When in New Paltz (exit 18 on the New York Thruway) you might also enjoy:

  • The Mohonk Preserve located in the Shawangunks Ridge
  • The Mohonk Mountain House
  • Minnewaska State Park
  • The Gunks - Featuring World Class Climbing
  • Miles of Bike Trails - and more coming
  • Incredible views
  • The State University of New York - New Paltz Campus
  • Huegonot Street - New Paltz's founders came here for religious freedom and to start a new life -- the arrived in 1678, making this New Paltz street one of the Oldest in the USA.
  • Walkway over the Hudson is about 5 Miles away and is a State Park pedestrian bridge 250' above the Hudson River!  

Friday, June 3, 2016

Tiny Books - When America Was Great!

Little Tiny Books - Tell a BIG Story

Books take on many forms and sizes.   They even take on multiple purposes.

Today it's a miniature - but one with the only  words being on the cover, but is  a HUGE story of the past, and relevant to our current times.   

The simple Matchbook.

Here's one from the 50's - THE WOODSTOCK GARAGE. A town with a Famous Name (often referred to as the Most Famous Small Town in the USA)  in Upstate New York -- our Ulster County neighbor.


So What's the Story with this sweet matchbook?

The Ford of the 50's.   I remember it well.  HUGE engines, using lots of cheap gas, and constantly serviced by the many small independent garages that abounded, simply because they broke down ALL THE TIME, The mnemonic for FORD - Fix or Repair Daily - (F.O.R.D.) was quite rightly earned.  Ford wasn't unique, because all the brands and models had problems.   The Corvair (a Chevy) that was remarkable in that it could actually flip over when being driven on a straight away, and was immortalized in Ralph Nader's book "Unsafe at Any Speed."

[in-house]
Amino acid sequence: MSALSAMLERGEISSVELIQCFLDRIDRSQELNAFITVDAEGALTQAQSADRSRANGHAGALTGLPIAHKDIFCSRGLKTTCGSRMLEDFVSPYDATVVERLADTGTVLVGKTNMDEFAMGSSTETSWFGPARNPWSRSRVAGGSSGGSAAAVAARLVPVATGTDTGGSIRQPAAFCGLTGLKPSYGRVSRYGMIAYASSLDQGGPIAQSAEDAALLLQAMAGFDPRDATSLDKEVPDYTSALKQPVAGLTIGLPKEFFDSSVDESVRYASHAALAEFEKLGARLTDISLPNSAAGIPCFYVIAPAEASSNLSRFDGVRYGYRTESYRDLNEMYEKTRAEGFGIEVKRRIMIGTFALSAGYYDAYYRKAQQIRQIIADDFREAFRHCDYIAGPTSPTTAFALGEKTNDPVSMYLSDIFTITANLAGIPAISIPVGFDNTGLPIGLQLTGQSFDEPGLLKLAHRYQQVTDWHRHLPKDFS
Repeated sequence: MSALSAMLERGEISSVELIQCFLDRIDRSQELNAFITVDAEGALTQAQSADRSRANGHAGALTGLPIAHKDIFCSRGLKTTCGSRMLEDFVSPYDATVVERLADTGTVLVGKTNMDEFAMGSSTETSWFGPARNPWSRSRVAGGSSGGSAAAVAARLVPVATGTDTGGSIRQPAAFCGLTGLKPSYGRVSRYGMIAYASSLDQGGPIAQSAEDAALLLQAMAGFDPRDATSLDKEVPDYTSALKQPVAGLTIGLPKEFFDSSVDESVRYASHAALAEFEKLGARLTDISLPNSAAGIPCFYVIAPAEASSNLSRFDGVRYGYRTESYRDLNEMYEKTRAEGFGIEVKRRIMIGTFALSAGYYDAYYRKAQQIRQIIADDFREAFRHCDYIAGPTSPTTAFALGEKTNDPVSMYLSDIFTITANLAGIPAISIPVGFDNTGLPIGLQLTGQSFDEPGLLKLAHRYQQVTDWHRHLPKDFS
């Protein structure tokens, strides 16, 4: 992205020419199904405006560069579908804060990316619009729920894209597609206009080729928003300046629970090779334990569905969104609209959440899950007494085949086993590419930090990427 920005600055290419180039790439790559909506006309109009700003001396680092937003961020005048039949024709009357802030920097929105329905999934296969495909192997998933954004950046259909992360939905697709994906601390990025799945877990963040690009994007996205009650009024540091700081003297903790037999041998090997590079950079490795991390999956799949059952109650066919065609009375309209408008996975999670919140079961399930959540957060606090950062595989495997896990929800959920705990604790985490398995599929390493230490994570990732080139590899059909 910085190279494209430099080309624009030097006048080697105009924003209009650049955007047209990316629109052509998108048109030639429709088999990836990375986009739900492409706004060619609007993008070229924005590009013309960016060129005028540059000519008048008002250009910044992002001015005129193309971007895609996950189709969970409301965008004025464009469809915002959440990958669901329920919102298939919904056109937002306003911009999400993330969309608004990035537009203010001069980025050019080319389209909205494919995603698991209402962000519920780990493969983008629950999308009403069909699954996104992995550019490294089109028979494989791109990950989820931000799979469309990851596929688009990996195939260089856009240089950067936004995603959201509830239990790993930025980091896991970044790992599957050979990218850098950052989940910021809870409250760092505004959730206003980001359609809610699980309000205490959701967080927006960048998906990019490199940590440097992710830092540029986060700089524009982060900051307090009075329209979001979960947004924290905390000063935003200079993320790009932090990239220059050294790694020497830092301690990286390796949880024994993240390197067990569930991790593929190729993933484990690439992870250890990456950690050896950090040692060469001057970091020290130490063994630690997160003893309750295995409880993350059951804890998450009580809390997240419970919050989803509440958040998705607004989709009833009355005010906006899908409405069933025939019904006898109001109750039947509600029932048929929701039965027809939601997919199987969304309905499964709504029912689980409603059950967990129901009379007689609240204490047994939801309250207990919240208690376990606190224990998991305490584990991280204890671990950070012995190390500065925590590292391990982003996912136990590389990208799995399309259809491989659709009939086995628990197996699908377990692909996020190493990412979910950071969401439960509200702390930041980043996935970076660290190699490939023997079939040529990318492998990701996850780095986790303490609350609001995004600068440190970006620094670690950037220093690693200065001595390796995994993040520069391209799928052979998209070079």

The Ford of that great time had a lifespan of about 30-40,000 miles.   When shopping for a used car you'd think twice about picking one of those because it was going to spend a lot of time off the road and in the shop.  And when it was on the road, the unspoken truth was that if you were in an accident, you would most likely end up in a hospital, and with some degree of predictability, could end up dead.   The cars were designed to appeal to our taste and image but not to our head.

Incredible advertising, free matchbooks, and an economy that was growing post World War II made Ford a lot of money (as well as the other manufacturers) and they knew that they could keep the money machine going by building cars that were designed to FAIL.  The throw-away generation was at its height.   The parts were made in Coal fired plants, where miners ended up getting cancer from the coal dust and and the carbon and other dirt that spewed from the very high chimneys contributed mightily to the demise of our planet.  The paints and chemicals used were dumped randomly into the ground resulting in damage to water systems and land that will last for generations.  Those effects will last far beyond the lifespan of the Ford.

Upstarts that they were, the Japanese entered the market with a different idea.   Build a car that would spend time on the road and not in the shop.   They weren't instant success stories, because after all we believe, "Aren't We Great," and didn't much like the idea of buying cars from another country, particularly one that pissed us off as much as Japan did.   Americans wanted to buy American goods, but soon realized that those homegrown goods simply weren't as great as they thought and the hype suggested.